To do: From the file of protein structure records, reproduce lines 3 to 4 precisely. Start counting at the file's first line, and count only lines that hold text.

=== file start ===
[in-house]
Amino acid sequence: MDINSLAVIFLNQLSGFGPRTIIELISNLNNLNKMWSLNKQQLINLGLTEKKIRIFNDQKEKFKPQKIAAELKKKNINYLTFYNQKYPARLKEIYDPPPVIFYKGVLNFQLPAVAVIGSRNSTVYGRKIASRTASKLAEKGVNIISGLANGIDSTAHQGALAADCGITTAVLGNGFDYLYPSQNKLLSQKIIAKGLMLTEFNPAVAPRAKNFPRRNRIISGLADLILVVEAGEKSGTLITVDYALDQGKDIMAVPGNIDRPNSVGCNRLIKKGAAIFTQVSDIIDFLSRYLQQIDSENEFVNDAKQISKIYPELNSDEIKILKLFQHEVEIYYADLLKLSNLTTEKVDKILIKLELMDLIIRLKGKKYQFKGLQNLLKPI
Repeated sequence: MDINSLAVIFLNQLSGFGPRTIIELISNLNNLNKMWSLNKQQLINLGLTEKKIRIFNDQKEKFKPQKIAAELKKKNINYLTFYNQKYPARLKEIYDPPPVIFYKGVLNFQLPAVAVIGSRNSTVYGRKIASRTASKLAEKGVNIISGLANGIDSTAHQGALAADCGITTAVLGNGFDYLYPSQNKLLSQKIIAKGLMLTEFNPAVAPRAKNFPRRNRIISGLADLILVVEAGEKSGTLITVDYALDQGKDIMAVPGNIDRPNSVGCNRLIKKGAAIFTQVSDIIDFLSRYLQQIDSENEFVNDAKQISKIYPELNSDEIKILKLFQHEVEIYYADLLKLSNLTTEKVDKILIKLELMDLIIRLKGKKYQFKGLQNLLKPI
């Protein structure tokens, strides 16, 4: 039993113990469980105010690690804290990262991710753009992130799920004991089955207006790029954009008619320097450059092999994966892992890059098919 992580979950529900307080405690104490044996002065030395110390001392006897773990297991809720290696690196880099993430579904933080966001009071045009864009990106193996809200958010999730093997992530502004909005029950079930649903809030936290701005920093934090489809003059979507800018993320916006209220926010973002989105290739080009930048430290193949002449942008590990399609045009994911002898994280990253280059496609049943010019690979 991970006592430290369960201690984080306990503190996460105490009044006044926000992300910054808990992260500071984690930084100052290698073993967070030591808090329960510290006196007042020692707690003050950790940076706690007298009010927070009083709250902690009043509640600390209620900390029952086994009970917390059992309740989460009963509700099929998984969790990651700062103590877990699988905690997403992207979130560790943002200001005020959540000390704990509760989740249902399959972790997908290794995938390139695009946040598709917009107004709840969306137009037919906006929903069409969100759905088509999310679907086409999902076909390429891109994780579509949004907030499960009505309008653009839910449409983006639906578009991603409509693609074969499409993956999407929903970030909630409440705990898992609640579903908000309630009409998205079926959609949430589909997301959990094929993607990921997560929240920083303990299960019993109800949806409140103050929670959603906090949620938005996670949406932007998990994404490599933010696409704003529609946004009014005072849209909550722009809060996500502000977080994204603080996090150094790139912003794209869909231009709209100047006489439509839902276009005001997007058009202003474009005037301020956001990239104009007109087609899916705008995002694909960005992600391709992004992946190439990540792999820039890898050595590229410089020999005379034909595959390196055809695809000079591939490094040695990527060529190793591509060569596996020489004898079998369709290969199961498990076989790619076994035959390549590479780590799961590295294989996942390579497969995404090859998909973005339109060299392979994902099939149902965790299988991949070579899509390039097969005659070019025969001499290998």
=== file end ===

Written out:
Repeated sequence: MDINSLAVIFLNQLSGFGPRTIIELISNLNNLNKMWSLNKQQLINLGLTEKKIRIFNDQKEKFKPQKIAAELKKKNINYLTFYNQKYPARLKEIYDPPPVIFYKGVLNFQLPAVAVIGSRNSTVYGRKIASRTASKLAEKGVNIISGLANGIDSTAHQGALAADCGITTAVLGNGFDYLYPSQNKLLSQKIIAKGLMLTEFNPAVAPRAKNFPRRNRIISGLADLILVVEAGEKSGTLITVDYALDQGKDIMAVPGNIDRPNSVGCNRLIKKGAAIFTQVSDIIDFLSRYLQQIDSENEFVNDAKQISKIYPELNSDEIKILKLFQHEVEIYYADLLKLSNLTTEKVDKILIKLELMDLIIRLKGKKYQFKGLQNLLKPI
């Protein structure tokens, strides 16, 4: 039993113990469980105010690690804290990262991710753009992130799920004991089955207006790029954009008619320097450059092999994966892992890059098919 992580979950529900307080405690104490044996002065030395110390001392006897773990297991809720290696690196880099993430579904933080966001009071045009864009990106193996809200958010999730093997992530502004909005029950079930649903809030936290701005920093934090489809003059979507800018993320916006209220926010973002989105290739080009930048430290193949002449942008590990399609045009994911002898994280990253280059496609049943010019690979 991970006592430290369960201690984080306990503190996460105490009044006044926000992300910054808990992260500071984690930084100052290698073993967070030591808090329960510290006196007042020692707690003050950790940076706690007298009010927070009083709250902690009043509640600390209620900390029952086994009970917390059992309740989460009963509700099929998984969790990651700062103590877990699988905690997403992207979130560790943002200001005020959540000390704990509760989740249902399959972790997908290794995938390139695009946040598709917009107004709840969306137009037919906006929903069409969100759905088509999310679907086409999902076909390429891109994780579509949004907030499960009505309008653009839910449409983006639906578009991603409509693609074969499409993956999407929903970030909630409440705990898992609640579903908000309630009409998205079926959609949430589909997301959990094929993607990921997560929240920083303990299960019993109800949806409140103050929670959603906090949620938005996670949406932007998990994404490599933010696409704003529609946004009014005072849209909550722009809060996500502000977080994204603080996090150094790139912003794209869909231009709209100047006489439509839902276009005001997007058009202003474009005037301020956001990239104009007109087609899916705008995002694909960005992600391709992004992946190439990540792999820039890898050595590229410089020999005379034909595959390196055809695809000079591939490094040695990527060529190793591509060569596996020489004898079998369709290969199961498990076989790619076994035959390549590479780590799961590295294989996942390579497969995404090859998909973005339109060299392979994902099939149902965790299988991949070579899509390039097969005659070019025969001499290998």